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  1. #1

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    The Jazz Guitar Chord Dictionary
     
  3. #2

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    No. Don't mess with perfection.

  4. #3

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    The problem with this cover, apart from the absence of Herbie Flowers and the coloured girls, is that Suzanne Vega lives a long way from the wild side. When she sings, 'Valium would have helped that bash,’ she sounds like a nurse.

  5. #4

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    I think the cover is fine. I prefer the bass line in the original and the backing singers, but then, that was a studio recording and this is a live one. The way the guitar is arranged works well enough. And is much easier to hear than the bass on the original recording when played on the radio (or a cassette player) before the era of Bass Boost.
    She sings it better than Lou did.
    As for Suzanne Vega having or not having a wild side, I don't know. I don't think that matters. Sinatra wasn't black but sang "Old Man River" well.
    Curiously, Suzanne knew Lou and said she rarely heard him sing this song live. I wonder why. It was his most popular song.
    I do miss the sax solo. (I sometimes wonder if Lou had much of anything to do with the recording of that song other than talking the vocal.)

  6. #5

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    Oh, Mark, I can't agree she sings it better than Lou.

    I do agree about missing that wonderful sax solo!

  7. #6

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    "Walk on the Wild Song" is a great song. It has been covered many times. I doubt if any of the covers match Lou Reed's version. I will not investigate. It leads to the question: Is it the singer, not the song, or vice versa?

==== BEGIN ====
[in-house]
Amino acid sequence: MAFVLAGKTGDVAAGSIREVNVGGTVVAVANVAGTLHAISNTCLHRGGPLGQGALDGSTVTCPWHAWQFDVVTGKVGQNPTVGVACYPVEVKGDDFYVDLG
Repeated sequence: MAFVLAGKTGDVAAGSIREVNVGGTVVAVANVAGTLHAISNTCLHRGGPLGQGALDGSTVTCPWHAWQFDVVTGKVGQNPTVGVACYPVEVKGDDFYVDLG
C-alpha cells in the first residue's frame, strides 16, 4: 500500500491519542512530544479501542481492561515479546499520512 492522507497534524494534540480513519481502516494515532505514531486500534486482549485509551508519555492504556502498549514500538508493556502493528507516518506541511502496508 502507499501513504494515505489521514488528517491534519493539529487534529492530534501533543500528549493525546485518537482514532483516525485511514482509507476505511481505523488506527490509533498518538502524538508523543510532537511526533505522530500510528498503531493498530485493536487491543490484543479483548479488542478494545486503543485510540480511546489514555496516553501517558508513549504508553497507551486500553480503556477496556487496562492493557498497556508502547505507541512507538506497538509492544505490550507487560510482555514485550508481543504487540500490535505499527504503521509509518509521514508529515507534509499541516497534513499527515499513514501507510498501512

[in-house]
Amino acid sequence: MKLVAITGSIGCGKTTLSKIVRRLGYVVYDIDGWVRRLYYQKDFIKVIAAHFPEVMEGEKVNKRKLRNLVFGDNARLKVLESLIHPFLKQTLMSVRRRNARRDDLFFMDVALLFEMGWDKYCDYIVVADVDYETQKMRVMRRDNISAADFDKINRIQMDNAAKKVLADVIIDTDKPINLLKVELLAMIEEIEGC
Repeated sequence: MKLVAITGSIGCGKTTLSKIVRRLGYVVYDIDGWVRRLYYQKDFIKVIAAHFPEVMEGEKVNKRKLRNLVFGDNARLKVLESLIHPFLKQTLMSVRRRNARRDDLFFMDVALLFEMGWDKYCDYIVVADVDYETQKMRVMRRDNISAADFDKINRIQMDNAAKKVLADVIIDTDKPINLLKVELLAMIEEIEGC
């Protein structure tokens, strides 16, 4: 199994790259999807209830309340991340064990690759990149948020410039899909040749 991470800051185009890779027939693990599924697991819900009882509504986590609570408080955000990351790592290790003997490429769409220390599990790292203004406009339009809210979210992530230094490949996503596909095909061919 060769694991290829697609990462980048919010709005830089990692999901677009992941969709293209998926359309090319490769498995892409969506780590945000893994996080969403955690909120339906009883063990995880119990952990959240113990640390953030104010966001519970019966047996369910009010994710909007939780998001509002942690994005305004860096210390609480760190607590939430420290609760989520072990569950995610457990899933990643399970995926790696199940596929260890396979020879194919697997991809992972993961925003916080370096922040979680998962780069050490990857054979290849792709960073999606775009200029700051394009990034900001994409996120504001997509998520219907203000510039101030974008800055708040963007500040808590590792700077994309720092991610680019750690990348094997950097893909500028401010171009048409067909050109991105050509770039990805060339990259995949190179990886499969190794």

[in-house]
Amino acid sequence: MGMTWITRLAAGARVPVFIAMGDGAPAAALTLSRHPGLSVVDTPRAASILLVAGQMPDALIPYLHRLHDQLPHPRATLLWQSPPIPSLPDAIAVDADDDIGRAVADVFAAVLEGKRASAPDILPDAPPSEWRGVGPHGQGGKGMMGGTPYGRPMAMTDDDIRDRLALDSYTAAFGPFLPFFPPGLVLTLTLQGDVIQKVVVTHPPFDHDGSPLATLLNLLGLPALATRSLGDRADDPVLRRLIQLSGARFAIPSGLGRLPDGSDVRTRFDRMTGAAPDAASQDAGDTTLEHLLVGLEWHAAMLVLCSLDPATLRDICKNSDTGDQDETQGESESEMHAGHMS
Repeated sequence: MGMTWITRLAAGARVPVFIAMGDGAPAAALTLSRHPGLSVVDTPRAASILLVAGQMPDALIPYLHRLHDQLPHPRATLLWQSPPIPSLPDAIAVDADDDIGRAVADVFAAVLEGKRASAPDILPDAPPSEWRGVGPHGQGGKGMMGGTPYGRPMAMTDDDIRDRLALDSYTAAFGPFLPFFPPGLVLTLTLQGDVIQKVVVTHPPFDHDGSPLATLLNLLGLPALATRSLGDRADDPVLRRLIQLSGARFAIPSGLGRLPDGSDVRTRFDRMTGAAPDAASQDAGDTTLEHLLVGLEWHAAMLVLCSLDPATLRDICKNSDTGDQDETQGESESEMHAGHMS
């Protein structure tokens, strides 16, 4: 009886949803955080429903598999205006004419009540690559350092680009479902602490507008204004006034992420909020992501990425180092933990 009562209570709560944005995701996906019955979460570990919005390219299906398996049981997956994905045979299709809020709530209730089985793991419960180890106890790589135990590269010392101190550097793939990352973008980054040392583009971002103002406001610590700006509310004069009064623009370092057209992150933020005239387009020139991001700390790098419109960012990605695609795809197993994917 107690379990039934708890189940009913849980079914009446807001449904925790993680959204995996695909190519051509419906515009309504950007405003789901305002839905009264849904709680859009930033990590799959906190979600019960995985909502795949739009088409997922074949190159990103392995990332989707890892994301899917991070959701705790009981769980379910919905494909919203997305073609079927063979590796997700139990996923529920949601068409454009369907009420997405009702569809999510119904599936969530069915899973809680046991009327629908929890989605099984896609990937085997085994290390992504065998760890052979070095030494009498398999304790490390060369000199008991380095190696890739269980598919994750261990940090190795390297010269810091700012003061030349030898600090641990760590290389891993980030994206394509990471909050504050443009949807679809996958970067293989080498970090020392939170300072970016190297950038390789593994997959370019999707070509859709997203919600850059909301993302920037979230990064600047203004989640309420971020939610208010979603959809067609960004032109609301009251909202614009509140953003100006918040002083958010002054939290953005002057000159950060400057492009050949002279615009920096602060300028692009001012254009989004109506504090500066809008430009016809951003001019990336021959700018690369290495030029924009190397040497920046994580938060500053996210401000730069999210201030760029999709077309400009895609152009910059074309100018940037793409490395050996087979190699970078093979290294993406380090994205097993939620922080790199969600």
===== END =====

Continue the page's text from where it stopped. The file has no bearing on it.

8. #7

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    Quote Originally Posted by Rob MacKillop
    Oh, Mark, I can't agree she sings it better than Lou.
    I think she finds more tune in the lyrics than Lou actually put there.
    His voice does have more presence, and that's no small thing.
    I can see prefering his vocal to hers. I grew up hearing Lou sing. In the Velvets he wrote songs with melodies and sang. Afterward, he seemed to decide to talk / narrate. His narration could be flatter than normal speech.

    But I think her version is fine. It's a tough song for a singer to do a lot with because there's not much melody there. (There's not a lot of musical development either.) David Bowie and Mick Ronson did a helluva job producing the original.

  9. #8

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    There is a version of her performing it with Lou. The live version of her singing the chorus was recorded here at SXSW in 2014. My neighbor has a recording studio in his garage which allows about 30 members of an audience to watch and I saw her perform this song live there last year.

  10. #9

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    Quote Originally Posted by Phil59
    "Walk on the Wild Song" is a great song. It has been covered many times. I doubt if any of the covers match Lou Reed's version. I will not investigate. It leads to the question: Is it the singer, not the song, or vice versa?
    I think everyone agrees Hendrix did "All Along the Watchtower" better than Dylan did (and for those who don't know, Dylan wrote it.)
    Covers can surpass originals. (I am NOT saying Suzanne Vega's cover of "Walk on the Wild Side" surpasses the original. I think it's fine.)

    Johnny Cash's version of "The Beast In Me" is at a whole other level than Nick Lowe's original. (Johnny did a lot of covers that some think surpass the originals: Girl From The North Country, It Ain't Me, Babe, God's Gonna Cut You Down, No Expectations...)